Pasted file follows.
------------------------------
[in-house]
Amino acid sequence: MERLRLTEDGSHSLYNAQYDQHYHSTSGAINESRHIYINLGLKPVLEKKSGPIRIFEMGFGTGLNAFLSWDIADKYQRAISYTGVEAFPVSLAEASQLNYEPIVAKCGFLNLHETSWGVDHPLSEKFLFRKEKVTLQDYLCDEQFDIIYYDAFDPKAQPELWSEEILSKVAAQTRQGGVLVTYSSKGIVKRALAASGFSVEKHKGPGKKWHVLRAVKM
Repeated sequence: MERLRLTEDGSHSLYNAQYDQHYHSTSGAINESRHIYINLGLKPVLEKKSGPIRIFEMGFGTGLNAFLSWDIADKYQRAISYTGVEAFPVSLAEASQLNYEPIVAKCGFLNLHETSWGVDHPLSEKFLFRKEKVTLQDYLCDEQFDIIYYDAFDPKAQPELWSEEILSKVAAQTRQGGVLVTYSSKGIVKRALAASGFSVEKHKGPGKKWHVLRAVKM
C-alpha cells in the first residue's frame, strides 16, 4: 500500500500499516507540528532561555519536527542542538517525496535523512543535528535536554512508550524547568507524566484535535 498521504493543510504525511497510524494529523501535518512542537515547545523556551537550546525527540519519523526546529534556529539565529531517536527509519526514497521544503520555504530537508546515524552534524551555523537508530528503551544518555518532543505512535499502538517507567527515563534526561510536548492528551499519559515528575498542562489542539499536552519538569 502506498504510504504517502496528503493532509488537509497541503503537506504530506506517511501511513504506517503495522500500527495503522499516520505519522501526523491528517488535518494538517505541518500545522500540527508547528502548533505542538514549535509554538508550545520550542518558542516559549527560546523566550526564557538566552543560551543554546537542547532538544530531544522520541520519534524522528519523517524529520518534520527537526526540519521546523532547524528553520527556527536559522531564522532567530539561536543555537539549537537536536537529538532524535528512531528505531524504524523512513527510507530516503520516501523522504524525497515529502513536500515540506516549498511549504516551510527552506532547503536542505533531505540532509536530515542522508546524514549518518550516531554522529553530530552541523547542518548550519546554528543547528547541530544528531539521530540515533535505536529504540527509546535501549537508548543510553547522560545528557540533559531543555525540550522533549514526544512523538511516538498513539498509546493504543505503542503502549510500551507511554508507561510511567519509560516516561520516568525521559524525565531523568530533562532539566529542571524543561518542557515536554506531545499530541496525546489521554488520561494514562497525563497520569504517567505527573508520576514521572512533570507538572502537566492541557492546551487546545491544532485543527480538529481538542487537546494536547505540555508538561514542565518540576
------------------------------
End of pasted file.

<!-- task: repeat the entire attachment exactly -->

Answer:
[in-house]
Amino acid sequence: MERLRLTEDGSHSLYNAQYDQHYHSTSGAINESRHIYINLGLKPVLEKKSGPIRIFEMGFGTGLNAFLSWDIADKYQRAISYTGVEAFPVSLAEASQLNYEPIVAKCGFLNLHETSWGVDHPLSEKFLFRKEKVTLQDYLCDEQFDIIYYDAFDPKAQPELWSEEILSKVAAQTRQGGVLVTYSSKGIVKRALAASGFSVEKHKGPGKKWHVLRAVKM
Repeated sequence: MERLRLTEDGSHSLYNAQYDQHYHSTSGAINESRHIYINLGLKPVLEKKSGPIRIFEMGFGTGLNAFLSWDIADKYQRAISYTGVEAFPVSLAEASQLNYEPIVAKCGFLNLHETSWGVDHPLSEKFLFRKEKVTLQDYLCDEQFDIIYYDAFDPKAQPELWSEEILSKVAAQTRQGGVLVTYSSKGIVKRALAASGFSVEKHKGPGKKWHVLRAVKM
C-alpha cells in the first residue's frame, strides 16, 4: 500500500500499516507540528532561555519536527542542538517525496535523512543535528535536554512508550524547568507524566484535535 498521504493543510504525511497510524494529523501535518512542537515547545523556551537550546525527540519519523526546529534556529539565529531517536527509519526514497521544503520555504530537508546515524552534524551555523537508530528503551544518555518532543505512535499502538517507567527515563534526561510536548492528551499519559515528575498542562489542539499536552519538569 502506498504510504504517502496528503493532509488537509497541503503537506504530506506517511501511513504506517503495522500500527495503522499516520505519522501526523491528517488535518494538517505541518500545522500540527508547528502548533505542538514549535509554538508550545520550542518558542516559549527560546523566550526564557538566552543560551543554546537542547532538544530531544522520541520519534524522528519523517524529520518534520527537526526540519521546523532547524528553520527556527536559522531564522532567530539561536543555537539549537537536536537529538532524535528512531528505531524504524523512513527510507530516503520516501523522504524525497515529502513536500515540506516549498511549504516551510527552506532547503536542505533531505540532509536530515542522508546524514549518518550516531554522529553530530552541523547542518548550519546554528543547528547541530544528531539521530540515533535505536529504540527509546535501549537508548543510553547522560545528557540533559531543555525540550522533549514526544512523538511516538498513539498509546493504543505503542503502549510500551507511554508507561510511567519509560516516561520516568525521559524525565531523568530533562532539566529542571524543561518542557515536554506531545499530541496525546489521554488520561494514562497525563497520569504517567505527573508520576514521572512533570507538572502537566492541557492546551487546545491544532485543527480538529481538542487537546494536547505540555508538561514542565518540576